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Massachusetts will aim to hold health care spending increases to 3.1 percent next year, a drop from this year's target of 3.6 percent.
Both targets were set in a 2012 state law that aimed to keep the growth of health care costs in line with other sectors of the economy. The state's Health Policy Commission could have voted against the lower benchmark for the coming year, but it did not.
During a commission meeting Wednesday, support for 3.1 percent goal was unanimous.
All the major players "want to maintain a tight limit on future growth in health care spending," said Stuart Altman, the Health Policy Commission's chair. "It was an affirmation, or reaffirmation, that the state is serious about limiting the growth in future health care spending."
Some health care observers are wary for several reasons. Health care spending across the U.S. has been growing at a rate of about 5 percent for several years, and that's expected to continue next year. And the state missed its 3.6 percent target in 2014 and 2015. (The numbers for 2016 haven't been released yet.)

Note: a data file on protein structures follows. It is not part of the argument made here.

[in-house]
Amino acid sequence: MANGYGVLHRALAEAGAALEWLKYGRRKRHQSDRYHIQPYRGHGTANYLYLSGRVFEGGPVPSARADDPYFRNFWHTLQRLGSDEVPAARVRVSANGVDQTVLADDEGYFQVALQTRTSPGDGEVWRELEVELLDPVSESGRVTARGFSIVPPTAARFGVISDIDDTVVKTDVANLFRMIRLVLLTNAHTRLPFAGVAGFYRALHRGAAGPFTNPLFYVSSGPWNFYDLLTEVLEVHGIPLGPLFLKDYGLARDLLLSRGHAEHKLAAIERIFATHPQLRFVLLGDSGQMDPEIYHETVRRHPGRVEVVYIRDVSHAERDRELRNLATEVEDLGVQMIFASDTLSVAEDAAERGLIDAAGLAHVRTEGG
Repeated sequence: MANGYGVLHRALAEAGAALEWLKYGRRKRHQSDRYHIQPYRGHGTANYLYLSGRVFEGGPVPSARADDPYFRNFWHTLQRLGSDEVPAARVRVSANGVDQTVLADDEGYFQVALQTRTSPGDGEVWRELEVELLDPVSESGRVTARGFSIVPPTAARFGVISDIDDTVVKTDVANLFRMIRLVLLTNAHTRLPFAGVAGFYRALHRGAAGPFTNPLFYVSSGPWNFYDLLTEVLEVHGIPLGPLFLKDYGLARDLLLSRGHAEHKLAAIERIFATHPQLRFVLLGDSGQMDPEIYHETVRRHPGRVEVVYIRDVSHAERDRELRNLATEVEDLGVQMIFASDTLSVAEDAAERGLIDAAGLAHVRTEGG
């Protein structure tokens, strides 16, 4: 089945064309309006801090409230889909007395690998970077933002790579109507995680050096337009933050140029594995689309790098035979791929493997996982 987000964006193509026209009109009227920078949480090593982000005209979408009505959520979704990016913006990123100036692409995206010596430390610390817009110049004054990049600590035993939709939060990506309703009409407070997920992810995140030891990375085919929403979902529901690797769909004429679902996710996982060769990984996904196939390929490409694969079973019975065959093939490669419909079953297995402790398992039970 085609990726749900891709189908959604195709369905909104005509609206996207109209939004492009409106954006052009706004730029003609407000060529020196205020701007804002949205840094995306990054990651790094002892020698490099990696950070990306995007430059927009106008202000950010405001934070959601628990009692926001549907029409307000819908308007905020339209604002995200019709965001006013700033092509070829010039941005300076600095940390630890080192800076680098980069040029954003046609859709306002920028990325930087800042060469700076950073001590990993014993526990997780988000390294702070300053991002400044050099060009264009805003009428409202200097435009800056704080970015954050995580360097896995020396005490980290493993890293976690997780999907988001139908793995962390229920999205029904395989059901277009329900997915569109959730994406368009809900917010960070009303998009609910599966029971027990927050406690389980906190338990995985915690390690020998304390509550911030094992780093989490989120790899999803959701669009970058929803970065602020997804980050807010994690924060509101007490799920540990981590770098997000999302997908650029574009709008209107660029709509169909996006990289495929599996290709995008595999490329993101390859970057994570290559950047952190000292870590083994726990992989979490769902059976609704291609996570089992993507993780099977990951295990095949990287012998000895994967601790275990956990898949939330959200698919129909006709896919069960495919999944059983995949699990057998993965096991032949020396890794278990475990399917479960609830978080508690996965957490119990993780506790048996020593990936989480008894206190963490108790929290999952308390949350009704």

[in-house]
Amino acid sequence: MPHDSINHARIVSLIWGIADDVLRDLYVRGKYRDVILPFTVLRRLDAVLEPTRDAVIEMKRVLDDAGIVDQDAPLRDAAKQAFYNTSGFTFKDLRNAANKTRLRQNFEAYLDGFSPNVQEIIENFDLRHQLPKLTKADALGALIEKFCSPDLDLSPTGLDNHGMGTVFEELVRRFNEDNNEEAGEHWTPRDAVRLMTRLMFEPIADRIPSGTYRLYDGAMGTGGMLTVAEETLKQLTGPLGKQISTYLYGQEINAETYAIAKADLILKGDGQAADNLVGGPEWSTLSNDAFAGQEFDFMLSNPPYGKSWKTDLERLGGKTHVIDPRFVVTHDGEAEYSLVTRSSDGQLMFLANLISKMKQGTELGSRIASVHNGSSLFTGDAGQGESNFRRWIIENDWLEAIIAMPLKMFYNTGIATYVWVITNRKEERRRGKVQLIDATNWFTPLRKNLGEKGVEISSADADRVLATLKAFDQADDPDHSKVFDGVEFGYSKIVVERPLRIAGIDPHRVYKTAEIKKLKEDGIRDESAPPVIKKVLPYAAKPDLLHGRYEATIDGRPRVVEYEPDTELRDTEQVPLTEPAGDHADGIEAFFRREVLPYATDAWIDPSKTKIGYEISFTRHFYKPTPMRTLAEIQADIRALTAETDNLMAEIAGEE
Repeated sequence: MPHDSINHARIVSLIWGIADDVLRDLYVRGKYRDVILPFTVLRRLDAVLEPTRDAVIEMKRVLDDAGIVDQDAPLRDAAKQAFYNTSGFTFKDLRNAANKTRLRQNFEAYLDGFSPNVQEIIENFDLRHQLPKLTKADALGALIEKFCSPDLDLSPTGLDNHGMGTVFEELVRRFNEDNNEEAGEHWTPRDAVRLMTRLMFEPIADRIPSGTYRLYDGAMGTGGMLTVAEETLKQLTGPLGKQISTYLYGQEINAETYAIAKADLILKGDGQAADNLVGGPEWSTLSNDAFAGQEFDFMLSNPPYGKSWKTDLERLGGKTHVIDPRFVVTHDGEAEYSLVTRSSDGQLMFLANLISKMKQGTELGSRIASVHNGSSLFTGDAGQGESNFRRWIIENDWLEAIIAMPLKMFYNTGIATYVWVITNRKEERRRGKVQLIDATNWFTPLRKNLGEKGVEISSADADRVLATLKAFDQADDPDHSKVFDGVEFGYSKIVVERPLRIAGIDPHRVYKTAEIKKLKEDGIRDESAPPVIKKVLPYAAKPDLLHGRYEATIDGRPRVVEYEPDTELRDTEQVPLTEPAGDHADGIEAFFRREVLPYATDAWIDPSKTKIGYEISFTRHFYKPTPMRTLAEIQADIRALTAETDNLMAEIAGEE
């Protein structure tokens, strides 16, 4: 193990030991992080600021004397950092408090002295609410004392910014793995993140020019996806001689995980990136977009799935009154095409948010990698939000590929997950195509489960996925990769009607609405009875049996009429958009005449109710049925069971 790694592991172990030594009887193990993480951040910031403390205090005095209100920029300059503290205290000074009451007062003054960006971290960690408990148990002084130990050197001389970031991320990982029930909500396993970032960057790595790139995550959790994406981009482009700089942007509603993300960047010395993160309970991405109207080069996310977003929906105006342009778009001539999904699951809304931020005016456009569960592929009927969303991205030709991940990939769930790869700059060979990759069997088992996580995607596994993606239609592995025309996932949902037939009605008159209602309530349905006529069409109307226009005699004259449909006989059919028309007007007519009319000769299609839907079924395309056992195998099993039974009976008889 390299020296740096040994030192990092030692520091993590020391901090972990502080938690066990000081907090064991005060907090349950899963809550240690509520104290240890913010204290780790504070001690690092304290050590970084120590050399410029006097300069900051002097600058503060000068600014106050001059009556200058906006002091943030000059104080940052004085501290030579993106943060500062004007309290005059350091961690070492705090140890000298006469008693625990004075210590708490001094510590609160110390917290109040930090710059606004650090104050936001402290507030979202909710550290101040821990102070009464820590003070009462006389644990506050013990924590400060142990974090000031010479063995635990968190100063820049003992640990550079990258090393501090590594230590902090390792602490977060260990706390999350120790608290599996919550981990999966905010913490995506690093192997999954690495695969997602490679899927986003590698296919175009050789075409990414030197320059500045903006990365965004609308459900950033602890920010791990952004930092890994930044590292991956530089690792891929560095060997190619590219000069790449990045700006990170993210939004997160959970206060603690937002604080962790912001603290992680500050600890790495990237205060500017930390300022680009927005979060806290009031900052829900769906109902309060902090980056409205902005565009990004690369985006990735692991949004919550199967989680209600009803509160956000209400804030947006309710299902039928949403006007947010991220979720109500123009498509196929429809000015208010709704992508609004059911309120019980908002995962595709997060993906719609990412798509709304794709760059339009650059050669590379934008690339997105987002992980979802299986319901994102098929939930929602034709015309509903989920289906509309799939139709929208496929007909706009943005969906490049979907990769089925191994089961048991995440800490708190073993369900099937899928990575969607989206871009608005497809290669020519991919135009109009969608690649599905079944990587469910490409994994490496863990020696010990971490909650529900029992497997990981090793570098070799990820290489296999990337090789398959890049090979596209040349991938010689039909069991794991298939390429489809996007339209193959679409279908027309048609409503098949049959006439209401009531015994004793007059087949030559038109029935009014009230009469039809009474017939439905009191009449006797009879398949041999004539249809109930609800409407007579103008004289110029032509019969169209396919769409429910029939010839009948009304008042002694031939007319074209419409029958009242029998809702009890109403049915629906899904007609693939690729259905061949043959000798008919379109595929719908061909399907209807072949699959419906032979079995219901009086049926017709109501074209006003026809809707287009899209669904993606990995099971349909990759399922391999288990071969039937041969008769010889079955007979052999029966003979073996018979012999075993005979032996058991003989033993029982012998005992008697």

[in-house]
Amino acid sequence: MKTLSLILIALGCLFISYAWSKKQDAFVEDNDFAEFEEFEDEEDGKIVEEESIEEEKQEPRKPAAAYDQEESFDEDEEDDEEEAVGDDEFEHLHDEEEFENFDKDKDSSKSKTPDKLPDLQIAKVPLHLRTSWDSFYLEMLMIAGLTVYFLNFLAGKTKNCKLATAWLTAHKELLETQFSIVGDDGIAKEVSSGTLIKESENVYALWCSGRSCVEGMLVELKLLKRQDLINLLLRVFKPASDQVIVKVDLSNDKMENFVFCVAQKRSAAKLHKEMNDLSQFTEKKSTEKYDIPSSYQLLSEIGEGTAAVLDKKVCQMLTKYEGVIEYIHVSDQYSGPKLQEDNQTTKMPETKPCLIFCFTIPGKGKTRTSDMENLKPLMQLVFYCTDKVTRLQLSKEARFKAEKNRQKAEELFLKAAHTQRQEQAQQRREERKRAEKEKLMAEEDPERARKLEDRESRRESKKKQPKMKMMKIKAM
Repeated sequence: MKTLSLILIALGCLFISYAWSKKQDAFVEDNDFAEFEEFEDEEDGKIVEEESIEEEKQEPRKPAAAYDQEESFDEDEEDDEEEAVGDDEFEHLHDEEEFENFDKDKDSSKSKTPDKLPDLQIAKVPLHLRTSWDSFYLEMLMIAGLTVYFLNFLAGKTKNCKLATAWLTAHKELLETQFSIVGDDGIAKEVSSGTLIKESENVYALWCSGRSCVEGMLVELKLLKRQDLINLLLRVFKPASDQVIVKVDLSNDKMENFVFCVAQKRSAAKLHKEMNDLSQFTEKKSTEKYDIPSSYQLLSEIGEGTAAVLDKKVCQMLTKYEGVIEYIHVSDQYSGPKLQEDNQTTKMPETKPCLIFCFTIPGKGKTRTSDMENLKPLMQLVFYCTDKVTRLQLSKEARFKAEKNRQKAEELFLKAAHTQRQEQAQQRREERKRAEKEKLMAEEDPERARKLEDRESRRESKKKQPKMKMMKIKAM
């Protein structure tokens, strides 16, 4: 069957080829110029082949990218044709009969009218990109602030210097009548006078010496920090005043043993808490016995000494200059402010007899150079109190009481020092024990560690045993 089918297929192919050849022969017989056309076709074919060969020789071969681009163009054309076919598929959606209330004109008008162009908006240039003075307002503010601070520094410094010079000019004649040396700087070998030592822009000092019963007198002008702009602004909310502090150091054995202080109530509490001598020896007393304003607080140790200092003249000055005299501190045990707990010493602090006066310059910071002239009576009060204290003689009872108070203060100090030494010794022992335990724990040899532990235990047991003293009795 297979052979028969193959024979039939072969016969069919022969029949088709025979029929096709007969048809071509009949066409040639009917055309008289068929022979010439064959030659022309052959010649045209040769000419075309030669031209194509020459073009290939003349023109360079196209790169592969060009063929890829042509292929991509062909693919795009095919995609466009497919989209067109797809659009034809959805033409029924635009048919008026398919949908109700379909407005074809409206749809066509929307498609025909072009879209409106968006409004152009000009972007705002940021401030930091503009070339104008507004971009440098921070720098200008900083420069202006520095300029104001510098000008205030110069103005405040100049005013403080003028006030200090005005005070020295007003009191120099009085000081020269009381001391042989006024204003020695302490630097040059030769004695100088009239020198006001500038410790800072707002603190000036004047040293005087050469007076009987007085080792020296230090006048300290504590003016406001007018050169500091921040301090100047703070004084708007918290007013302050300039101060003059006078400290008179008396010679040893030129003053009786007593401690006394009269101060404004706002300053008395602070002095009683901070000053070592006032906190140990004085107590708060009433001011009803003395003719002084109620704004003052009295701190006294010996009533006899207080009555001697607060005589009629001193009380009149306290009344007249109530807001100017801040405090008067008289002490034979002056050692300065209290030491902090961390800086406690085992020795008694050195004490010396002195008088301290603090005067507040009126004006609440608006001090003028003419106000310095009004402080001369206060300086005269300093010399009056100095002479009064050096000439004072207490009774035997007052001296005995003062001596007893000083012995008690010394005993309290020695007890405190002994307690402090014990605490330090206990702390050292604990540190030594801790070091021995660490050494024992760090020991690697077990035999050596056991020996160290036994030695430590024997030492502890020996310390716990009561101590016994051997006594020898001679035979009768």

One critical group, the Massachusetts Medical Society, urged the Health Policy Commission to keep the target at 3.6 percent. The state's largest physicians group says providers need more flexibility, not less during this time of uncertainty about future of the Affordable Care Act and Medicaid funding.
"This may be ambitious but we should be ambitious," said Rick Lord, a Health Policy Commission board member who is president and CEO of Associated Industries of Massachusetts. "We owe it to the consumers and employers to try and reduce the rate of growth of health care."
Lord says he was encouraged by a road map from the Health Policy Commission staff that identifies up to $800 million of either wasteful or inappropriate spending.
No one will be hit with a stiff fine or penalty if Massachusetts misses the 3.1 target. The Health Policy Commission can review spending at hospitals that exceed the mark and require a "performance improvement plan," but it hasn't done so yet. Which leaves some skeptics to say the spending target is largely symbolic — it has no teeth.
Altman, the Health Policy Commission chair, disagrees.
"The number does mean something," Altman said. "It sets the bar upon which most activities in the health system are judged. It's more than just a symbol, it's become an operational component of how our health system works."
And Altman says the target is helping curb the cost of insurance premiums, which while still high, are dropping compared to the rest of the country.
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